With the governor’s signature Wednesday, Maine became the fifth state in the country to allow gay marriage. Appropriately, the final debate was about equality and civil rights. That is where the focus should remain as groups opposed to same-sex marriage have pledged a people’s veto of the new law.

Because he had opposed gay marriage in the past, there was much speculation about whether Gov. John Baldacci would sign the bill, LD 1020, if it reached his desk. The governor relied heavily on the Constitution in reaching a decision to sign the bill, which was passed Tuesday by the House and earlier Wednesday by the Senate.

“In the past, I opposed gay marriage while supporting the idea of civil unions,” Gov. Baldacci said. A bill to, in effect, allow civil unions in Maine was rejected by lawmakers. “I have come to believe that this is a question of fairness and of equal protection under the law, and that a civil union is not equal to civil marriage.” His decision illustrates a rare thing in politics — an openness to new information and the power of a changed mind.

Quoting from Article I of the Maine Constitution, the governor said “‘no person shall be deprived of life, liberty or property without due process of law, nor be denied the equal protection of the laws, nor be denied the enjoyment of that person’s civil rights or be discriminated against.’”

LD 1020, he concluded, “guarantees that Maine citizens will be treated equally under Maine’s civil marriage laws, and that is the responsibility of government.”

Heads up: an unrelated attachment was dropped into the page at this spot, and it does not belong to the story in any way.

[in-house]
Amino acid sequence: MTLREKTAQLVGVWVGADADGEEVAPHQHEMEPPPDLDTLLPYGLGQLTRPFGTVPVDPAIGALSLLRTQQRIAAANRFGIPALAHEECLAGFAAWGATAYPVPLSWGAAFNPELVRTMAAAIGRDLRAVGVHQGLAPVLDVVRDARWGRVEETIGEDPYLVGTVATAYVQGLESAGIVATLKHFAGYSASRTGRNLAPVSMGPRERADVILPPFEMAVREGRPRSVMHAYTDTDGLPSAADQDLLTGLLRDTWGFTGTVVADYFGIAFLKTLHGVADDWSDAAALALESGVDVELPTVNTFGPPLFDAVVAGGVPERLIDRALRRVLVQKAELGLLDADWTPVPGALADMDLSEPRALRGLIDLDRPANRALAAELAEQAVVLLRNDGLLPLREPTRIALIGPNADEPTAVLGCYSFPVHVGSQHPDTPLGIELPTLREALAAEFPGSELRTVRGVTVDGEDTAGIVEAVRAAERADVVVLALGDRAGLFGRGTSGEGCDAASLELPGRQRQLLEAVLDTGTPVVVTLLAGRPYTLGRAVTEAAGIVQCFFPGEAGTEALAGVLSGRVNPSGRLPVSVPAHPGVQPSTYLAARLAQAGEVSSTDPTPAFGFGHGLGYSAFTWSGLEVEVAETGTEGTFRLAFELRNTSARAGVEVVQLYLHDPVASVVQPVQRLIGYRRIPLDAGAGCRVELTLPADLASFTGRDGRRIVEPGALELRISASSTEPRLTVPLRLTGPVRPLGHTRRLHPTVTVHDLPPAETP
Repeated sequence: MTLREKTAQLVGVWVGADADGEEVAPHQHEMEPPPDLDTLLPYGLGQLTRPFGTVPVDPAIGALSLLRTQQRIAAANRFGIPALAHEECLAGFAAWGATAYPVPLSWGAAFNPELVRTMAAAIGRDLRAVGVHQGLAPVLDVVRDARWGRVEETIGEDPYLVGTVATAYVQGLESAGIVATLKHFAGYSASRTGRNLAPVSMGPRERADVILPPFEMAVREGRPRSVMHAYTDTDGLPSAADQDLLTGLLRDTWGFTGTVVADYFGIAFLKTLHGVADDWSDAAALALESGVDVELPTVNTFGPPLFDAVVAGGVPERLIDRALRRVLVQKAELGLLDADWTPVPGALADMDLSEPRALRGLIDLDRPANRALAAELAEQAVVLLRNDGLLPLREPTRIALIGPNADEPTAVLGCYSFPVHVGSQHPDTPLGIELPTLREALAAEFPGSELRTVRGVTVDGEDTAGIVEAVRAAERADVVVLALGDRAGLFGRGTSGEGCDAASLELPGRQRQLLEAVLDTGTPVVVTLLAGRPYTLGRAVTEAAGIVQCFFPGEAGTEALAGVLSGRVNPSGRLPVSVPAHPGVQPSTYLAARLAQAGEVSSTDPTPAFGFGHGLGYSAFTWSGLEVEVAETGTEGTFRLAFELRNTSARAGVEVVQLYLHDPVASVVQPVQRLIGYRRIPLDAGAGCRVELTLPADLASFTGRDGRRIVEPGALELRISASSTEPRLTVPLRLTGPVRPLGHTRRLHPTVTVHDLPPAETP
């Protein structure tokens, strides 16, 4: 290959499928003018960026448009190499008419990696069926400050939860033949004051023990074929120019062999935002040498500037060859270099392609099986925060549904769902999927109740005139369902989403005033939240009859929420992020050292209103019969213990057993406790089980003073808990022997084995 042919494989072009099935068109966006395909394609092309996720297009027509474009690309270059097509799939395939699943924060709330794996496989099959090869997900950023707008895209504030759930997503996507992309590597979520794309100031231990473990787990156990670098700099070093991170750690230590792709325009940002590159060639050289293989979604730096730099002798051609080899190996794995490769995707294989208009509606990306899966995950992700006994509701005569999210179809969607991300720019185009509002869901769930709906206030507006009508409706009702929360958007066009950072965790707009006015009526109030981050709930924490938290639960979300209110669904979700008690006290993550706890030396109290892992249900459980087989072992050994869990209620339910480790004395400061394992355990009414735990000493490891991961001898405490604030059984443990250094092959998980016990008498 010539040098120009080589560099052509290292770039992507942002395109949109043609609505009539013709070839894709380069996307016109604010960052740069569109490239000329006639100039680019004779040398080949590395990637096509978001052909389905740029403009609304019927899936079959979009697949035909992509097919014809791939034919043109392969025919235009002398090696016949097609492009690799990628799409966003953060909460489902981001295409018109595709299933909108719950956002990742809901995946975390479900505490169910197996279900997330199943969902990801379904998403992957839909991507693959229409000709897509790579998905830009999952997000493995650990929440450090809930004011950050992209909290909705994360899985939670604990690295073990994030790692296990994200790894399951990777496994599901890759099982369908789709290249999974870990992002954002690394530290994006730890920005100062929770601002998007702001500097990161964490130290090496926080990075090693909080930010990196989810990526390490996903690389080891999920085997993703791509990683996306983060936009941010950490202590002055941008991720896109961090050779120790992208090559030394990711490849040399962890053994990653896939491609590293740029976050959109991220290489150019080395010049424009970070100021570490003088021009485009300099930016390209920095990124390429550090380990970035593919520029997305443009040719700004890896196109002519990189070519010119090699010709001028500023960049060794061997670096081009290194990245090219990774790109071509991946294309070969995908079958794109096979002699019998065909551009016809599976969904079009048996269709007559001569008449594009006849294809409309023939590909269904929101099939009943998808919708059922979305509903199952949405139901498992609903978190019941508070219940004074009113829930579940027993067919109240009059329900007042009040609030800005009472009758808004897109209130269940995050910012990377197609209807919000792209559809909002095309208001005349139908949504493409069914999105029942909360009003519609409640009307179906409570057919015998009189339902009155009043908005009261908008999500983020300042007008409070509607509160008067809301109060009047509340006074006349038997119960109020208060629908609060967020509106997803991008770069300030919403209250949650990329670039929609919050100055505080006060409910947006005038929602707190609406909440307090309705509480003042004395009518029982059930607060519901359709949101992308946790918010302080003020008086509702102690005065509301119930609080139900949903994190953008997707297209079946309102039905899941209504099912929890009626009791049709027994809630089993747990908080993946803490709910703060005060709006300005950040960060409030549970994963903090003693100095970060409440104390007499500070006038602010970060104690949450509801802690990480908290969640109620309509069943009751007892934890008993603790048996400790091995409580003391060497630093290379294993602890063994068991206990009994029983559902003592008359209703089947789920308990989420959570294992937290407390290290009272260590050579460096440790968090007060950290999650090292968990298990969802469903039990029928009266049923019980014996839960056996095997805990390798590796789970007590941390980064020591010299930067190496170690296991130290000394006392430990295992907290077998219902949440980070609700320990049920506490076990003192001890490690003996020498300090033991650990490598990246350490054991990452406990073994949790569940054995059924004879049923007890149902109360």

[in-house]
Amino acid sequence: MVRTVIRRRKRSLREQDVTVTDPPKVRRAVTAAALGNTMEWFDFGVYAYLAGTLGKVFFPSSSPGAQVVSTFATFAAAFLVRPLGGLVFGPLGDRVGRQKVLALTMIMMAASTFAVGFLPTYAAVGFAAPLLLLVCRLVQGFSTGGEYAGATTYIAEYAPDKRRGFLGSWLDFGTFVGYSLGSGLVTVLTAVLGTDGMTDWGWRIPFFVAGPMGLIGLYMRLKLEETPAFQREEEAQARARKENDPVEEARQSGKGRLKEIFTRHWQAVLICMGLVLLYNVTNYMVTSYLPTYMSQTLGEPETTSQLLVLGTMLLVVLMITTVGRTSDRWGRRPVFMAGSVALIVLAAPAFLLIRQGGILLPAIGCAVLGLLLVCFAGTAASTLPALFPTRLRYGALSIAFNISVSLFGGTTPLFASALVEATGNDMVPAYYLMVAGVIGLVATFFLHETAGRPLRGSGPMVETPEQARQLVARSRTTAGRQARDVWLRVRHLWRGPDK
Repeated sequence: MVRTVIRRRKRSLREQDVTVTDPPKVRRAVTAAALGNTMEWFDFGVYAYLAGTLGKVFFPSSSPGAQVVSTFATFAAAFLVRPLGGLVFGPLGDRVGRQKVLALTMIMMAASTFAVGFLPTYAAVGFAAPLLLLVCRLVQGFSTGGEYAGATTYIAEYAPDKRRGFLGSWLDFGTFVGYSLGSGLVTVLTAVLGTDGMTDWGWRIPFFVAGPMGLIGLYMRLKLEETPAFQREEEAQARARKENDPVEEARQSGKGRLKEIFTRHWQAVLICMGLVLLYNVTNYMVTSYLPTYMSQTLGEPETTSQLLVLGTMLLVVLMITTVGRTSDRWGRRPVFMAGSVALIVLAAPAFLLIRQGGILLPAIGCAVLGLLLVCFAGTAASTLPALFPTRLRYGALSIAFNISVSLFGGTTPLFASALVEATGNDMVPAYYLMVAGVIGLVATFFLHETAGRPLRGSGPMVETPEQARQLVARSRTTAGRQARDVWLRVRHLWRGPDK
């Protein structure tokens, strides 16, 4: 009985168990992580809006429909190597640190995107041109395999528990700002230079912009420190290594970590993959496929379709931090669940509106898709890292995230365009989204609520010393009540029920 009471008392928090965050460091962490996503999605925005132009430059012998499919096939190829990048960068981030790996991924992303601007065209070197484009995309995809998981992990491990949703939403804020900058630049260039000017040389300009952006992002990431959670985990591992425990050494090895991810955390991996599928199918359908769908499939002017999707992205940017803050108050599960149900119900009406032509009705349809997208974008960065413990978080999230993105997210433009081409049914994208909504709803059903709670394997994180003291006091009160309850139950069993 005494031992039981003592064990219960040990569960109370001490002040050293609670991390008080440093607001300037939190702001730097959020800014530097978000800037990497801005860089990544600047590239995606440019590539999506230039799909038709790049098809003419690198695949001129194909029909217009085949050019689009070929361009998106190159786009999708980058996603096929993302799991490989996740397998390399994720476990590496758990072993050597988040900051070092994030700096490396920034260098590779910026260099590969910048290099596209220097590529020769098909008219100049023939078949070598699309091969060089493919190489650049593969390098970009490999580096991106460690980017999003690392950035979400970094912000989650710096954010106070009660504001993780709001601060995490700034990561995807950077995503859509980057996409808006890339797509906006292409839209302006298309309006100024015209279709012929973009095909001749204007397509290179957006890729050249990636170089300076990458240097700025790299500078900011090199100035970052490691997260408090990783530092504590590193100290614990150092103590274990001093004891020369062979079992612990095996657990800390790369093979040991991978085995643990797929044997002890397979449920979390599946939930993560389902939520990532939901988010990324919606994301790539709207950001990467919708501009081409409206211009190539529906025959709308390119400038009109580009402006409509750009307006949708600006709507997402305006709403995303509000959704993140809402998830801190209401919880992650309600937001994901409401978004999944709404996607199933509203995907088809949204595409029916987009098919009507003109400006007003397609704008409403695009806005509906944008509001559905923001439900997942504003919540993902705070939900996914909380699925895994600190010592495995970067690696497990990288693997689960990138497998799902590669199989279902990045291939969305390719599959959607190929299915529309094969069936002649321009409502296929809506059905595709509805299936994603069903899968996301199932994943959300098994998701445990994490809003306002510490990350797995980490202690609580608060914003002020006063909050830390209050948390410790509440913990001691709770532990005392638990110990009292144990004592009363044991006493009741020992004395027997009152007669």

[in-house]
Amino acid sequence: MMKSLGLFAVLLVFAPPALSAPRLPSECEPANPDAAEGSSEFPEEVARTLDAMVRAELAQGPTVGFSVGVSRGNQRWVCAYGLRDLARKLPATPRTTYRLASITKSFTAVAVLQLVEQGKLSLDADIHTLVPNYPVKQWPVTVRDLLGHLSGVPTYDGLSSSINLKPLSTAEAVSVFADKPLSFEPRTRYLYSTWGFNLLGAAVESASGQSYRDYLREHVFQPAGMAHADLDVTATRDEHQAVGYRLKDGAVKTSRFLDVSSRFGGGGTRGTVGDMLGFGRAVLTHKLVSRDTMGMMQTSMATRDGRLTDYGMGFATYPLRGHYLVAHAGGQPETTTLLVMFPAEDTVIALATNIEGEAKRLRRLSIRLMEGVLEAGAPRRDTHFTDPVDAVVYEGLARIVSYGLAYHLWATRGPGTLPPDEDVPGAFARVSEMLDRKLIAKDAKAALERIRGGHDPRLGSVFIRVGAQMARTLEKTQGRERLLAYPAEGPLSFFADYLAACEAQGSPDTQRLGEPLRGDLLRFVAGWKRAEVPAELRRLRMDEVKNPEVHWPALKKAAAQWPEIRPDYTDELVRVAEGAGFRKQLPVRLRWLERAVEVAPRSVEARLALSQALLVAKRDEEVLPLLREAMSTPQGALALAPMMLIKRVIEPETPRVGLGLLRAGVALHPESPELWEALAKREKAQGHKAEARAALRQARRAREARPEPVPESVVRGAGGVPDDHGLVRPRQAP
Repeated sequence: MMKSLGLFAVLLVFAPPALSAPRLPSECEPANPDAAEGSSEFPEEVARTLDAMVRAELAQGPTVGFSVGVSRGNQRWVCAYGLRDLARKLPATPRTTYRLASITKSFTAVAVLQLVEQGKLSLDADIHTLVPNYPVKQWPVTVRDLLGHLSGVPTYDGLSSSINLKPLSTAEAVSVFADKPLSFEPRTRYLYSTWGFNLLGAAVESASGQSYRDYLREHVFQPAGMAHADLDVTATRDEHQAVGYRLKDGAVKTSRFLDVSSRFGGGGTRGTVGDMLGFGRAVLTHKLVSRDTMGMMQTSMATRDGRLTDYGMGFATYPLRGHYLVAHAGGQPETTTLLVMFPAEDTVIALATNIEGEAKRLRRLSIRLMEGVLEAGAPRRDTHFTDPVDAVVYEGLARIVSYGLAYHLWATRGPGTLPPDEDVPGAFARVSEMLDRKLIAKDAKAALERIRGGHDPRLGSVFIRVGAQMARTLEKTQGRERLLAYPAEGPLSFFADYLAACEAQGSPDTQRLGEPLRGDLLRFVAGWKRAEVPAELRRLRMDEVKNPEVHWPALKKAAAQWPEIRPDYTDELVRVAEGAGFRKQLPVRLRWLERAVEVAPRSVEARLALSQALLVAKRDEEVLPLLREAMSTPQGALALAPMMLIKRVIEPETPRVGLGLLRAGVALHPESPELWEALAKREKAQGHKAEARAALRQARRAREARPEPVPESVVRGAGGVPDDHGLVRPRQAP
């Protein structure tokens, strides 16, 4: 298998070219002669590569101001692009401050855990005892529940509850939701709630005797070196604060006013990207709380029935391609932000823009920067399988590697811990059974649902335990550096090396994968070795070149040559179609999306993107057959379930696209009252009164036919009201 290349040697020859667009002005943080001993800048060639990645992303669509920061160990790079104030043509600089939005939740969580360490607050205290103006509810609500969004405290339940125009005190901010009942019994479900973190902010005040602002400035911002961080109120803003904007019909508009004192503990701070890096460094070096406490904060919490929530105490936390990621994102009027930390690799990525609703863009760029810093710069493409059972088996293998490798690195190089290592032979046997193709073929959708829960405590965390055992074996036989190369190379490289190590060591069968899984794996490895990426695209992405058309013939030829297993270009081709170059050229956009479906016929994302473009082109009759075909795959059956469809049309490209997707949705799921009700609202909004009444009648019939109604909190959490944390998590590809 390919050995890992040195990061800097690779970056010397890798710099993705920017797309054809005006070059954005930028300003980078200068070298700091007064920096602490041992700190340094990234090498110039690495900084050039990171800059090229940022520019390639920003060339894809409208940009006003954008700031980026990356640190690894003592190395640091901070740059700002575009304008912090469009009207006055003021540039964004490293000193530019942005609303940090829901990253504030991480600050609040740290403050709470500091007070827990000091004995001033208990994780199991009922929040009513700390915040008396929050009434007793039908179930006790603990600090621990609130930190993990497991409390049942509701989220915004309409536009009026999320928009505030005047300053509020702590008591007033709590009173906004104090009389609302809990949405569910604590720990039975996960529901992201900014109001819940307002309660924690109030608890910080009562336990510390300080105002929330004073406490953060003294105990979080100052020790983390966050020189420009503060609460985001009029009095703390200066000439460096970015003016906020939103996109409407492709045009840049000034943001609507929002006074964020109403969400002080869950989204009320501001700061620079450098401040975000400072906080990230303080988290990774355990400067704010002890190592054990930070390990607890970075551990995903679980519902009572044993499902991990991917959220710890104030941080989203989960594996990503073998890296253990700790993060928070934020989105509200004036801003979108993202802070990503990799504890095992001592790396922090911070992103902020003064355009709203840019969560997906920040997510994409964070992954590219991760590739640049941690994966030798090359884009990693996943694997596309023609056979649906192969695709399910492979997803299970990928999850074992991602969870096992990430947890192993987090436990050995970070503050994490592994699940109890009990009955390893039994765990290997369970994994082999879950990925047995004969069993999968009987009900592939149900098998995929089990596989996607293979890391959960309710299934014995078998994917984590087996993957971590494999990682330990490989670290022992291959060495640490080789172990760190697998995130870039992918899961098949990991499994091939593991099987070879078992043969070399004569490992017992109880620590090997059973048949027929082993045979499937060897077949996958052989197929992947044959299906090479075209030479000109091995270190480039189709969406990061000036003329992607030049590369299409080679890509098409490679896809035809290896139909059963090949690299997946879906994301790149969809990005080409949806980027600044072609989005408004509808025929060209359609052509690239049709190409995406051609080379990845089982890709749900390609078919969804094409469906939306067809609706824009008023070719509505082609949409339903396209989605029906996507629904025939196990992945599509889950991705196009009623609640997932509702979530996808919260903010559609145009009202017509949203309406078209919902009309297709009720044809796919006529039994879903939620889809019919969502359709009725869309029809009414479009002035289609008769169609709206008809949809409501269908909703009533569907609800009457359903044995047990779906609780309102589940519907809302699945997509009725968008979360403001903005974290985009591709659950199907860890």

Maine is one of a few forward-looking states that have extended marriage to same-sex couples through legislation rather than court order. Vermont lawmakers last month approved same-sex marriage and the New Hampshire Legislature is expected to soon pass a similar law.

The Maine legislation also took important steps, mirroring the state’s Human Rights Law, to respect religious freedom and traditions. No church will be compelled to perform or recognize marriages that run counter to its faith. This strikes the difficult balance of respecting religious freedom while ensuring equality.

Despite strongly held views on both sides of the issue, the debate in Maine, including at a 10-hour public hearing, was generally respectful and polite. This civility should remain a hallmark of the discussion if there is a campaign to undo the law.

Many lawmakers believe the issue should be decided by the voters, although amendments to LD 1020 that sought to put the question out to referendum failed. This is a popular argument, but it overlooks the basis of a representative democracy. The fight for minority rights always faces opposition, which is why we rely on elected officials. Giving a different — and small — group something the majority already has should not always face a veto from the “haves.”

Sen. Dennis Damon, the prime sponsor of LD 1020, Gov. Baldacci and the majority of lawmakers are to be commended for fulfilling their responsibility to uphold the Constitution and to respect the separation of church and state. Any future votes on the issue, if there are any, must meet the same standard.